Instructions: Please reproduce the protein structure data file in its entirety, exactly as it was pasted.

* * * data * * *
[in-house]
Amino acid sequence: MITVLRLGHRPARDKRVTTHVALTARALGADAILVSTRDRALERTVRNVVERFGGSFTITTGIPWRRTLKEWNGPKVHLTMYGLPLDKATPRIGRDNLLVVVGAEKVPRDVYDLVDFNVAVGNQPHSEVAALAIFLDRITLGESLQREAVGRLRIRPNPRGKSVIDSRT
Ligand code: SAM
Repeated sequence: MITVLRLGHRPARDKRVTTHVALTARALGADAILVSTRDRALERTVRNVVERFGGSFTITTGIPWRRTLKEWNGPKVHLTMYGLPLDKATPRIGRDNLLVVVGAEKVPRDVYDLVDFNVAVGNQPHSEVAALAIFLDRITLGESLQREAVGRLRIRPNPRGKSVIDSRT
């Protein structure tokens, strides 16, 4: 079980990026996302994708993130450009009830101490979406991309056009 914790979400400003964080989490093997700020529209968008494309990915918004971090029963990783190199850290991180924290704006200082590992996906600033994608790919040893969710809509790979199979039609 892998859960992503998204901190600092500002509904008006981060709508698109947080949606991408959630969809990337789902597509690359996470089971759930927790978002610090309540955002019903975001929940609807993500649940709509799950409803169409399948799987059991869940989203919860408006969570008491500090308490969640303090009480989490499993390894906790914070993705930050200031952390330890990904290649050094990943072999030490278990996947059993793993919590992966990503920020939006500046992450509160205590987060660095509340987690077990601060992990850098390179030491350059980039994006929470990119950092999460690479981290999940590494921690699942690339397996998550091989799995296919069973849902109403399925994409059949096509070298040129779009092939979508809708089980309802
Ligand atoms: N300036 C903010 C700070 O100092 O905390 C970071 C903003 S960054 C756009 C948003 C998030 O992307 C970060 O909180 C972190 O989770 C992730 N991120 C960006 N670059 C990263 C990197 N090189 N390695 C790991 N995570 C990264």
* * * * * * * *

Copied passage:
[in-house]
Amino acid sequence: MITVLRLGHRPARDKRVTTHVALTARALGADAILVSTRDRALERTVRNVVERFGGSFTITTGIPWRRTLKEWNGPKVHLTMYGLPLDKATPRIGRDNLLVVVGAEKVPRDVYDLVDFNVAVGNQPHSEVAALAIFLDRITLGESLQREAVGRLRIRPNPRGKSVIDSRT
Ligand code: SAM
Repeated sequence: MITVLRLGHRPARDKRVTTHVALTARALGADAILVSTRDRALERTVRNVVERFGGSFTITTGIPWRRTLKEWNGPKVHLTMYGLPLDKATPRIGRDNLLVVVGAEKVPRDVYDLVDFNVAVGNQPHSEVAALAIFLDRITLGESLQREAVGRLRIRPNPRGKSVIDSRT
């Protein structure tokens, strides 16, 4: 079980990026996302994708993130450009009830101490979406991309056009 914790979400400003964080989490093997700020529209968008494309990915918004971090029963990783190199850290991180924290704006200082590992996906600033994608790919040893969710809509790979199979039609 892998859960992503998204901190600092500002509904008006981060709508698109947080949606991408959630969809990337789902597509690359996470089971759930927790978002610090309540955002019903975001929940609807993500649940709509799950409803169409399948799987059991869940989203919860408006969570008491500090308490969640303090009480989490499993390894906790914070993705930050200031952390330890990904290649050094990943072999030490278990996947059993793993919590992966990503920020939006500046992450509160205590987060660095509340987690077990601060992990850098390179030491350059980039994006929470990119950092999460690479981290999940590494921690699942690339397996998550091989799995296919069973849902109403399925994409059949096509070298040129779009092939979508809708089980309802
Ligand atoms: N300036 C903010 C700070 O100092 O905390 C970071 C903003 S960054 C756009 C948003 C998030 O992307 C970060 O909180 C972190 O989770 C992730 N991120 C960006 N670059 C990263 C990197 N090189 N390695 C790991 N995570 C990264």